Max Verstappen became 2022 Formula 1 world champion at the Japanese Grand Prix last Sunday, but he admitted he’d been pretty sure that would be the case since his Ferrari rival Charles Leclerc crashed out of the French GP in late July.
There were plenty of incidents, errors, decisions and poor performances that contributed to Leclerc going from being 46 points clear of Verstappen after just three races to being 114 behind him with four races still to go.
But if it’s Paul Ricard in June that cemented the end of the title battle in Verstappen’s mind, when did our writers give up on F1 2022 being a proper championship contest?
THE SPAIN/MONACO/BAKU TRILOGY
When: May 22 to June 12, rounds 6-8
Points deficit afterwards: 34
It really began to look very scratchy quite early, even when the car was still super-quick relative to the Red Bull.
That Spain, Monaco, Azerbaijan sequence of blown power unit, bad strategy call, blown power unit just as Red Bull was beginning to get into its stride made it feel like Ferrari was just too wobbly to be a real title contender. It felt like that way before the maths confirmed it.
Once the trend was with Red Bull, it felt almost impossible the trend would reverse. Because Red Bull-Verstappen are titans and Ferrari-Leclerc were sporadic by comparison.
It was also around this time that we began to hear the Ferrari power unit problem did not have a short term fix. So, yes. Pretty early really.
When: August 28, round 14
Points deficit afterwards: 98
Ferrari’s 2022 title bid suffered a slow death. There was the reliability chaos of Spain and Azerbaijan, with its knock-on effect for Canada too. There was the strategic incompetence of Monaco, Britain and Hungary. And Leclerc’s big mistake in France, at which point Verstappen himself began to feel confident the championship would (eventually) be his.
But the point of no return, for me, came at Spa.
Here the FIA’s new directive on floor stiffness and so-called ‘vertical oscillations’ came into full force, and all F1 cars were further ride-height limited by the significant high-speed compression through Eau Rouge.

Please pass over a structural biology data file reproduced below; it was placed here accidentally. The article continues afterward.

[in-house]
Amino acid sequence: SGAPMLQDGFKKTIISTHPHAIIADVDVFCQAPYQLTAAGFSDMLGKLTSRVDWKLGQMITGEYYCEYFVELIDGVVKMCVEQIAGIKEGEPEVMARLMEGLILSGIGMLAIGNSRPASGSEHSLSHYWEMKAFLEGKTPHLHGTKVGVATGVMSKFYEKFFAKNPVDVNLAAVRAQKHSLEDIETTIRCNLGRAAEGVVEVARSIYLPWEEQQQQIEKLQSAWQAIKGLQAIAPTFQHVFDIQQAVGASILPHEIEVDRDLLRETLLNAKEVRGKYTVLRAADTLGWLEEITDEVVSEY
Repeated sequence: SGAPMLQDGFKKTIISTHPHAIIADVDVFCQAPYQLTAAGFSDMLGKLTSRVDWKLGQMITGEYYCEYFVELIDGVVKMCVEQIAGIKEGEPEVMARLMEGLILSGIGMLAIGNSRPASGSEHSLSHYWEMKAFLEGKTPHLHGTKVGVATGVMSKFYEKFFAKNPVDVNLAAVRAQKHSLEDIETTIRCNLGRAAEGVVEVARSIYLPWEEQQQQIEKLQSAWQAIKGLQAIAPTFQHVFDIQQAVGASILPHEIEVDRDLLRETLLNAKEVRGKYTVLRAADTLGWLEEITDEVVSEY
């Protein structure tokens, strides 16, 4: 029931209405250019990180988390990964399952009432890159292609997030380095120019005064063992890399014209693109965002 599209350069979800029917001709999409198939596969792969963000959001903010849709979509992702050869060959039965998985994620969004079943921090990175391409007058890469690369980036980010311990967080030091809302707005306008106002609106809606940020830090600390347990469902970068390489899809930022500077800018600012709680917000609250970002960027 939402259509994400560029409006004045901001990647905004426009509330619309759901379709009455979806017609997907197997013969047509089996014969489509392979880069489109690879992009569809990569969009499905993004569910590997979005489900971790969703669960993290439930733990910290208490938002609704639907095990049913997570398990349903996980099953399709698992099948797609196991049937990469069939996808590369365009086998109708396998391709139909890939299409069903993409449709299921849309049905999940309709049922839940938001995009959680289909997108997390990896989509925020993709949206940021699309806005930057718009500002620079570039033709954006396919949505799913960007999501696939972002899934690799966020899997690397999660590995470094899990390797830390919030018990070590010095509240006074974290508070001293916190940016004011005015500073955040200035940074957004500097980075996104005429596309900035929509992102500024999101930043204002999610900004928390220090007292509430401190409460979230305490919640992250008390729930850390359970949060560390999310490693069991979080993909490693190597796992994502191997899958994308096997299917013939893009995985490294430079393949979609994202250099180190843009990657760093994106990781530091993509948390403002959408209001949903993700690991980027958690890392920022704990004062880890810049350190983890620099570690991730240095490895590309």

Carlos Sainz finished almost 27 seconds behind Verstappen in this race, despite starting on pole, while Verstappen won easily despite starting 14th. It was reminiscent of Michael Schumacher’s crushing 1995 victory here from 16th – only without the aid of mixed conditions catching out Verstappen’s rivals.
Leclerc started only one place behind Verstappen, but finished fifth – almost 70s down. Even before Ferrari’s failed late gamble on trying to nick the fastest lap point (which Leclerc missed by miles) and the associated pitlane speeding penalty that cost him five seconds extra, Leclerc was looking like finishing more than a minute down on the leading Red Bull.
Ferrari argued afterwards this circuit was made for the RB18, and thus could be considered something of an outlier in the wider context of 2022, but even Maranello’s top brass was taken aback by the scale of this defeat. It signified a wider malaise and unravelling. The car that swept six of the first eight pole positions this season was suddenly nowhere close to Verstappen’s league – and could no longer look after its tyres properly either.
There was simply no way back after this.
When: June 12, rounds 8
Points deficit afterwards: 34
Championships are decided by an aggregation of moments over a period of a year or more. But you can pick out ones where the balance of power shifted irrevocably and Leclerc’s engine failure in the eighth race of the season in Azerbaijan was that moment.
Heading into the race, he was eight points behind Verstappen. That gap was up to 34 points after Verstappen’s win, which is notable because it was the first time the defending champion had a points advantage in excess of a victory’s worth of points. That’s a significant buffer.